Published online Nov 28, 2020. doi: 10.3748/wjg.v26.i44.6979
Peer-review started: August 11, 2020
First decision: October 18, 2020
Revised: October 28, 2020
Accepted: November 13, 2020
Article in press: November 13, 2020
Published online: November 28, 2020
Gallbladder polyps (GBPs) are known to be associated with obesity and metabolic diseases. However, to date, the relationship between GBPs and abnormal body fat distribution, such as fatty liver, visceral obesity, or sarcopenia, has not yet been established.
To evaluate whether GBPs are associated with fatty liver, visceral obesity, or sarcopenia.
We retrospectively reviewed the medical records of subjects who underwent various laboratory tests, body composition measurement with a non-invasive body composition analyzer, and abdominal ultrasonography during health checkups. A total of 1405 subjects with GBPs were compared with 2810 age- and sex-matched controls.
The mean age of the subjects was 46.8 ± 11.7 years, and 63.8% were male. According to multiple logistic regression analysis, the presence of fatty liver [odds ratio (OR) 1.413; 95% confidence interval (CI) 1.218-1.638; P < 0.001] was an independent risk factor for GBP, together with low levels of alanine aminotransferase (OR 0.993; 95%CI 0.989-0.996; P < 0.001). Additionally, fatty liver showed both independent (OR 1.629; 95%CI, 1.335-1.988; P < 0.001) and dose-dependent (moderate to severe fatty liver; OR 2.137; 95%CI, 1.662-2.749; P < 0.001) relationship with large GBPs (≥ 5 mm). The presence of sarcopenia and high visceral fat area were not significantly associated with GBPs.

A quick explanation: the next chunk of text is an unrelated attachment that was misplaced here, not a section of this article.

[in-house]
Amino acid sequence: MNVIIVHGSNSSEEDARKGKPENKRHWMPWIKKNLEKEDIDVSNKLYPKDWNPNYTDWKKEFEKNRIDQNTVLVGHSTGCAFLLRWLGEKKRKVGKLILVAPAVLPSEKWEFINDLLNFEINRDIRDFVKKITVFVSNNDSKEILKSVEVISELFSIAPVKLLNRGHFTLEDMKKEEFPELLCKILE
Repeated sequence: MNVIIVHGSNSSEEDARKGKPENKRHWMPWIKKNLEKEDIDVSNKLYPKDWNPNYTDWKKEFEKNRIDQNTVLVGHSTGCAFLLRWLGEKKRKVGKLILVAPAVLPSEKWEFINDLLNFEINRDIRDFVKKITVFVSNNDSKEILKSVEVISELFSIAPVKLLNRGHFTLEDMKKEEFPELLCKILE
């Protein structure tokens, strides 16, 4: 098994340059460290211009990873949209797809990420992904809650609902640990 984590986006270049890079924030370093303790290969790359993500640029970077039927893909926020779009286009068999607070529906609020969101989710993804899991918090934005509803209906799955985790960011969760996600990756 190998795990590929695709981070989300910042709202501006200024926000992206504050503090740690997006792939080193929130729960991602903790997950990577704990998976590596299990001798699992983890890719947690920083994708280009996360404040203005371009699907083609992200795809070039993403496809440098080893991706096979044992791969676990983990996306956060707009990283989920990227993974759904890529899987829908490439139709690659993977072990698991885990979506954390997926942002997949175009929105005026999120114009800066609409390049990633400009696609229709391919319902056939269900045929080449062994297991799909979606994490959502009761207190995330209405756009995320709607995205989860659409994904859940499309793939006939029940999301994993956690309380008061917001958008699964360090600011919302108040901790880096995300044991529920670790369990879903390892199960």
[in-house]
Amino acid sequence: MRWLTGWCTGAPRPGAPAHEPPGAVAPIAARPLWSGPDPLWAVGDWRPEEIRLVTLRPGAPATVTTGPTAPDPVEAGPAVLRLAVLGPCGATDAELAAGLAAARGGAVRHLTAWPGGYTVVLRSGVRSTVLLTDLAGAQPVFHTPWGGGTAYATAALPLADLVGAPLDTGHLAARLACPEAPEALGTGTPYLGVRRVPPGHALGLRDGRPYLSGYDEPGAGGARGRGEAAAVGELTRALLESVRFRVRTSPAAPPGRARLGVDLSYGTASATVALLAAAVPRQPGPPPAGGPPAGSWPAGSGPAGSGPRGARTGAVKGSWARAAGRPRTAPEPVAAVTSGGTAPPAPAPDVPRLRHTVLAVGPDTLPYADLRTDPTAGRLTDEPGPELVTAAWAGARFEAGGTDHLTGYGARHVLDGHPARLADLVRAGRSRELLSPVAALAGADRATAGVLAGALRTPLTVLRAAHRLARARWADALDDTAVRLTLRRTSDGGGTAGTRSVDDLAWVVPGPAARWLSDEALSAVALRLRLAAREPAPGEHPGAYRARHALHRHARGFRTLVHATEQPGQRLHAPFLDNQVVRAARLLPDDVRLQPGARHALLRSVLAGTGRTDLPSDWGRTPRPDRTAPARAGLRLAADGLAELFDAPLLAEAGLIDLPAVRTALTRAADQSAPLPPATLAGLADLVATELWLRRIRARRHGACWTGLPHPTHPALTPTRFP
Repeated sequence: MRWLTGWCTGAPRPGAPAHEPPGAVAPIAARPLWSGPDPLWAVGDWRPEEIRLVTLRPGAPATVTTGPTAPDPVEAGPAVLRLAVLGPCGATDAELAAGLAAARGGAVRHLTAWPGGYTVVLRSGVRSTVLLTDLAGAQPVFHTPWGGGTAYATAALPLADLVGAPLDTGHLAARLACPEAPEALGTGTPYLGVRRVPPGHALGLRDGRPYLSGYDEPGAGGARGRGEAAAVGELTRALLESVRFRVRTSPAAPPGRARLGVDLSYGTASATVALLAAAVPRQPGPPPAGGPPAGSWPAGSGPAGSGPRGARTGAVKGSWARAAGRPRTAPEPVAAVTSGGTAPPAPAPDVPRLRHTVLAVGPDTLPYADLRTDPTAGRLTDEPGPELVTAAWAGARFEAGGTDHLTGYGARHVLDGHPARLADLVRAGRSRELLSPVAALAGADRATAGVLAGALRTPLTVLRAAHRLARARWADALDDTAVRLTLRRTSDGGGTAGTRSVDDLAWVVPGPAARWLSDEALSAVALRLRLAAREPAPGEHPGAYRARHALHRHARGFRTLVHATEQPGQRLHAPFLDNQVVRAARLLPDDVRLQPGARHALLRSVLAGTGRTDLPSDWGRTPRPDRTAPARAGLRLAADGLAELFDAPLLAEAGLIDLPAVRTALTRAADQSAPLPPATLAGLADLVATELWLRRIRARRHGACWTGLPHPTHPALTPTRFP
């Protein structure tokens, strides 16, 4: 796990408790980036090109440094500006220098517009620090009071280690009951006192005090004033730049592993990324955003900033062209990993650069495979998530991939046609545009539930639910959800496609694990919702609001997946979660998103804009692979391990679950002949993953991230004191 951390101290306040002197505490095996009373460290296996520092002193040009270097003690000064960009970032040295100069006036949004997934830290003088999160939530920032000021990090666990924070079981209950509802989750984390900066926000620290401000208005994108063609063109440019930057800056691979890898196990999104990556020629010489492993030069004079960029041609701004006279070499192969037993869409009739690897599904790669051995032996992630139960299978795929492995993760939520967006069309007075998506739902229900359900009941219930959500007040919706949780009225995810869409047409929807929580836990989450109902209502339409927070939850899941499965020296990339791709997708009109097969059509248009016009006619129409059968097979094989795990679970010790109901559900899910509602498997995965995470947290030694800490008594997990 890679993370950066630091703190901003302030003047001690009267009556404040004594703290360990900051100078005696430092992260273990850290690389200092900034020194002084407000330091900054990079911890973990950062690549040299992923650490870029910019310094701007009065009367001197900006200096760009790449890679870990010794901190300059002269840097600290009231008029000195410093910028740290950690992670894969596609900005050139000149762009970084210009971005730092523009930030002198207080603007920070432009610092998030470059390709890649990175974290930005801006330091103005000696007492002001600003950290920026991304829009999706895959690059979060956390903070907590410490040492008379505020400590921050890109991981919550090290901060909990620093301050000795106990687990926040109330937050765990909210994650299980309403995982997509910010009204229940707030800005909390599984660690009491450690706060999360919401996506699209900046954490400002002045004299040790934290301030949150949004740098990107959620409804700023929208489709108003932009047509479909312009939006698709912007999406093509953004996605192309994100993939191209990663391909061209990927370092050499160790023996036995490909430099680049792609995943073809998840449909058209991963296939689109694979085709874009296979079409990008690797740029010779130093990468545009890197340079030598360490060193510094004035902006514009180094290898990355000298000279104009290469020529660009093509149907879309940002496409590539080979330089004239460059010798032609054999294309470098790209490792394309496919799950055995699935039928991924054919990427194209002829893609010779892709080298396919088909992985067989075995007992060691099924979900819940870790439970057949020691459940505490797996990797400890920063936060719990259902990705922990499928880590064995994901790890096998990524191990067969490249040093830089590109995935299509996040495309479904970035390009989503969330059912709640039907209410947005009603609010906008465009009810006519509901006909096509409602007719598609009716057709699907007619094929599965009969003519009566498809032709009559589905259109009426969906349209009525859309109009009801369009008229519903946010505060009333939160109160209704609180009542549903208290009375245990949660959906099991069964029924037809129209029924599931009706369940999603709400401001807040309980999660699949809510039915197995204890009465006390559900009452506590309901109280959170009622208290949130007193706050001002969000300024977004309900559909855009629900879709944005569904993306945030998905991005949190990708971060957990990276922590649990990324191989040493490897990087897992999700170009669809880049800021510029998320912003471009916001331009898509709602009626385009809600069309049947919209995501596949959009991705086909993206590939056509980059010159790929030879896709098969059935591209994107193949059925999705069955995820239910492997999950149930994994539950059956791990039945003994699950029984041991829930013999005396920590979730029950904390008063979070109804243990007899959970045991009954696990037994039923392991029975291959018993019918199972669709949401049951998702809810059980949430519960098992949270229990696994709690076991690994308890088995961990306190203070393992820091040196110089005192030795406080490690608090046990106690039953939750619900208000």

Fatty liver was found to be closely associated with GBPs irrespective of sarcopenia and visceral obesity.
Core Tip: This is a retrospective cross-sectional study evaluating relationship between gallbladder polyp (GBP) and various body compositions including body fat distribution by using data from routine health checkups. According to this study, only fatty liver was an independent risk factor for GBP among the body compositions; visceral obesity and sarcopenia were not associated with GBP. There was a dose-dependent relationship between GBP and fatty liver especially in the larger GBP group. The results of this study suggest that careful assessment of GBP using abdominal ultrasonography be considered in patients with severe fatty liver.